Q. Why is the idea of 'physical separation' important in California
divorce or domestic partnership dissolutions?
A. The idea of "physical separation" is one of the most important
concepts to California matrimonial law. It determines presumptions based
upon time of acquisition as to what is, or is not, community property.
It is used to determine the length of marriage for purposes of deciding
how long someone must pay, or can receive, spousal support. We've
written a ton of stuff about this issue, and the laws have changed, changed
again, and changed once more! See 2017's
Family Code section 70.
Physical separation is the date that the marriage ends, for most practical
purposes. The date of physical separation is the date that community property
ceases to accumulate.
Family Code section 771 states "The earnings and accumulations of a spouse and the minor
children living with, or in the custody of, the spouse, while living separate
and apart from the other spouse, are the separate property of the spouse."
Once spouses separate, all their earnings and everything that is acquired
with those earnings are separate property of each spouse, respectively.
Similarly, upon separation each spouse is no longer liable for the debts
of the other spouse. The community estate is liable for a debt incurred
by either spouse "during marriage". During marriage "does
not include the period during which the spouses are living separate and
apart before a judgment of dissolution ... or legal separation...."
FC section 910. An exception exists as to "necessaries" except to the extent
that the parties are living separate by agreement and whether or not support
is stipulated by that agreement.
FC section 4302.
Separation is of critical importance to the expanding interpretation and
growing field of the law of fiduciary duties. The duty of confidentiality
that arises because of the marital relationship by legislative fiat (Family Code section 721) and which gives rise to major exposure for the conduct of spouses with
regard to property and money, ceases at separation - meaning spouses no
longer have the expectation and right of relying upon one another as trusted
partners. Fiduciary duties continue pursuant to
FC sections 1100
et seq. and
sections 2100 et seq. as to assets that already exist, or can be considered marital
opportunities arising after separation, until the time each asset in question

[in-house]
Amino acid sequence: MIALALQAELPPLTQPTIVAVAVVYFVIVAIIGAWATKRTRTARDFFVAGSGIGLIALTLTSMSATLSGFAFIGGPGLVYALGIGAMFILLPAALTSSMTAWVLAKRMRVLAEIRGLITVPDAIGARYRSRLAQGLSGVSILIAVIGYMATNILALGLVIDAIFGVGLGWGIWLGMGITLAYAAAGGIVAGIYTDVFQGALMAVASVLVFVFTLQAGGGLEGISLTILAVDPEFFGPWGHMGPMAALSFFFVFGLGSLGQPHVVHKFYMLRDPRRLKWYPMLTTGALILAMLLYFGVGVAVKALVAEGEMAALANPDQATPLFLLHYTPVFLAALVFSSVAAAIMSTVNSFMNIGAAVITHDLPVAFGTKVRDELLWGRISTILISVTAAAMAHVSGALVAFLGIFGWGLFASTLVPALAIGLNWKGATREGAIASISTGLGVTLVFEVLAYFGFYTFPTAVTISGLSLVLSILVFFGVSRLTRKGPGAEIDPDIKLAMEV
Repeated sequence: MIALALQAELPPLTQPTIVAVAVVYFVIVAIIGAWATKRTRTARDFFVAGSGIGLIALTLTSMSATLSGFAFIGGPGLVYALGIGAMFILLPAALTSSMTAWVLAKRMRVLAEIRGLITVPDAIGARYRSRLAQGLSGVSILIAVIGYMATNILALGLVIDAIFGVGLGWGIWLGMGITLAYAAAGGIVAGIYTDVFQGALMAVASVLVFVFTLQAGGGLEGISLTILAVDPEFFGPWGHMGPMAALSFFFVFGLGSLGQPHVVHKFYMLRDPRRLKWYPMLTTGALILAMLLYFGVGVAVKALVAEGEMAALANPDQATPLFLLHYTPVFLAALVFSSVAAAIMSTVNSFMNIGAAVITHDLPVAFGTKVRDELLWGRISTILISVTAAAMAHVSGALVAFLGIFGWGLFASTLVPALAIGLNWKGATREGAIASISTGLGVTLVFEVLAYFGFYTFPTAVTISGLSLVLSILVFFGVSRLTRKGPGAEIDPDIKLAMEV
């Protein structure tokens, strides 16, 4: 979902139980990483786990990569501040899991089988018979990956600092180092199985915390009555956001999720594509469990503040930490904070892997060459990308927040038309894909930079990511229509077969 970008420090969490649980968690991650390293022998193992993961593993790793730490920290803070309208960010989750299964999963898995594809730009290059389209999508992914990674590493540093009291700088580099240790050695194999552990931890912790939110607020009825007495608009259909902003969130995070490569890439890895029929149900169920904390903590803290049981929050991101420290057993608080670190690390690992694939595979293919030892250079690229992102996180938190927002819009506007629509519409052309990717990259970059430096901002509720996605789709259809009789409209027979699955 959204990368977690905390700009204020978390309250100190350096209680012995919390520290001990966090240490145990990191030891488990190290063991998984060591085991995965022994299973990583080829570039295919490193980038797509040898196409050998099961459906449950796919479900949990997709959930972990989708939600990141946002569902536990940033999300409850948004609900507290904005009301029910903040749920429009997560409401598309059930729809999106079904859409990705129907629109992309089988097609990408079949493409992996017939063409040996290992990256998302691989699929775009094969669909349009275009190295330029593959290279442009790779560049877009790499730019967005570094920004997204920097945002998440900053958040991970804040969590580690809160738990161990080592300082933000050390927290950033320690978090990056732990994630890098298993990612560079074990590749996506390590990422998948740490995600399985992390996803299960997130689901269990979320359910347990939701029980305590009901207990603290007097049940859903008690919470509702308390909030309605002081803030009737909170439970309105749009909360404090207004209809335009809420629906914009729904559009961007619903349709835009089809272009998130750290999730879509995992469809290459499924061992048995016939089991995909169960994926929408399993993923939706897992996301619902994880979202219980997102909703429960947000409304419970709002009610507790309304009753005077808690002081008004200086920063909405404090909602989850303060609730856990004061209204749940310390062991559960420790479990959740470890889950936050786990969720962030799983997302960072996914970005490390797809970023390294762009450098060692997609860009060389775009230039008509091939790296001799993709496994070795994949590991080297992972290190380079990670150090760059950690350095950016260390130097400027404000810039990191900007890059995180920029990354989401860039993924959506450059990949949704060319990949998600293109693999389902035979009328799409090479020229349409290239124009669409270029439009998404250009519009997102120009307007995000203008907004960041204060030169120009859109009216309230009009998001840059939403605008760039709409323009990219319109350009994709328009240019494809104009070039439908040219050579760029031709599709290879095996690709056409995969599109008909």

is divided by agreement or court adjudication. Fiduciary duties are land
mines. A good example of the consequences for breach of fiduciary duty
is the Rossi case, where a wife who won the lottery and then filed for
divorce the next day claiming she and her husband had already separated.
She fails to list the lottery winnings in her paperwork, and refused to
disclose it to the husband later claiming, among other things, that she
had been a victim of domestic violence. Because the husband had no idea
about the lottery winnings, he did not dispute the divorce or wife's
asserted date of separation until much later when one day he received
a letter intended for the wife by a company offering to buy out the winnings.
He called the State Lottery Board, and then filed a motion to set aside
the divorce degree and for damages for wife's fraud and breach of
fiduciary duty. The court ordered the wife to disgorge all her winnings
(100%) and pay them over to the husband.
The separation date is crucial to understanding reimbursement claims relating
to payment on joint and separate debts, or in fixing rights to real property.
For instance, California law provides that the community has an interest
in the appreciation of a residence which is owned, meaning title is held,
in one spouse's name alone where principal on a mortgage is being
paid down. This is called the Moore-Marsden approach to equitable reimbursement.
If the house appreciates after separation, the titled spouse may want
to argue that all that appreciation belongs to them. Date of separation
becomes important to the date of valuing the real estate and determining
the relative principal loan amounts.
It is crucial where businesses are involved, regardless whether they are
corporations, mom and pop shops, or sole proprietorships. For instance,
what happens when a spouse who controls or who is the business, which
was established before or during the marriage, continues to derive income
from it after the parties separate? Maybe the business goes up in value.
Perhaps it goes down in value through market factors, or maybe even the
spouse intentionally drives it into the ground in order to reduce the
amount that will be ordered to buy out the other spouse's interest.
In all these situations a date of separation determination is crucial.
Another common area where it comes up in with regard to pensions, whether
they be defined benefit plans or contributive benefit plans. Whatever
accrues to the spouse who holds the pension by way of his post-separation
contributions belongs to them.
Date of separation is also critical to determining the length of the marriage
for purposes of spousal support or alimony rights. It is a snapshot in
time with huge ramifications, including how long a spousal support obligation
may continue and when it might be terminated.
It is critical that you hire an attorney who understands how to litigate
and present the facts of physical separation. For a
January, 2014 update and review of current date of separation appellate decisions, click here!
Author: Thurman W. Arnold, III, Certified Family Law Specialist